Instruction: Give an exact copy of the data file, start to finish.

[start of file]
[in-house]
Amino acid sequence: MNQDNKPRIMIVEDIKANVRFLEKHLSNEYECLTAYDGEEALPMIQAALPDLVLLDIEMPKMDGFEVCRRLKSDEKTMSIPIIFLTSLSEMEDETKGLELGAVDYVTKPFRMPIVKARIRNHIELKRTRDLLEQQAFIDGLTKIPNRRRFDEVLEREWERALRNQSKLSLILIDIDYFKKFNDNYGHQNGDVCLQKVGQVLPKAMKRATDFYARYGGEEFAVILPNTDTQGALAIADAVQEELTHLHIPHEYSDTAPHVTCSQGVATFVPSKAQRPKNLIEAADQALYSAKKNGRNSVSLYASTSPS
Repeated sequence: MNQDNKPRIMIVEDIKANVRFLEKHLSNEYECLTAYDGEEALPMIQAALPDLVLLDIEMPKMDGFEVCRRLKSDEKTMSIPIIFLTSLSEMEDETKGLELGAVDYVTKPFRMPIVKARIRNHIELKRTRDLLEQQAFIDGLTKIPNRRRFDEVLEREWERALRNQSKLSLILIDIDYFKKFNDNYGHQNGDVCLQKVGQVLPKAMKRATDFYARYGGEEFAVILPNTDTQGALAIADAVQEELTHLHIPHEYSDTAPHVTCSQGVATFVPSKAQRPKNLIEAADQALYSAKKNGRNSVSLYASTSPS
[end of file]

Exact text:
[in-house]
Amino acid sequence: MNQDNKPRIMIVEDIKANVRFLEKHLSNEYECLTAYDGEEALPMIQAALPDLVLLDIEMPKMDGFEVCRRLKSDEKTMSIPIIFLTSLSEMEDETKGLELGAVDYVTKPFRMPIVKARIRNHIELKRTRDLLEQQAFIDGLTKIPNRRRFDEVLEREWERALRNQSKLSLILIDIDYFKKFNDNYGHQNGDVCLQKVGQVLPKAMKRATDFYARYGGEEFAVILPNTDTQGALAIADAVQEELTHLHIPHEYSDTAPHVTCSQGVATFVPSKAQRPKNLIEAADQALYSAKKNGRNSVSLYASTSPS
Repeated sequence: MNQDNKPRIMIVEDIKANVRFLEKHLSNEYECLTAYDGEEALPMIQAALPDLVLLDIEMPKMDGFEVCRRLKSDEKTMSIPIIFLTSLSEMEDETKGLELGAVDYVTKPFRMPIVKARIRNHIELKRTRDLLEQQAFIDGLTKIPNRRRFDEVLEREWERALRNQSKLSLILIDIDYFKKFNDNYGHQNGDVCLQKVGQVLPKAMKRATDFYARYGGEEFAVILPNTDTQGALAIADAVQEELTHLHIPHEYSDTAPHVTCSQGVATFVPSKAQRPKNLIEAADQALYSAKKNGRNSVSLYASTSPS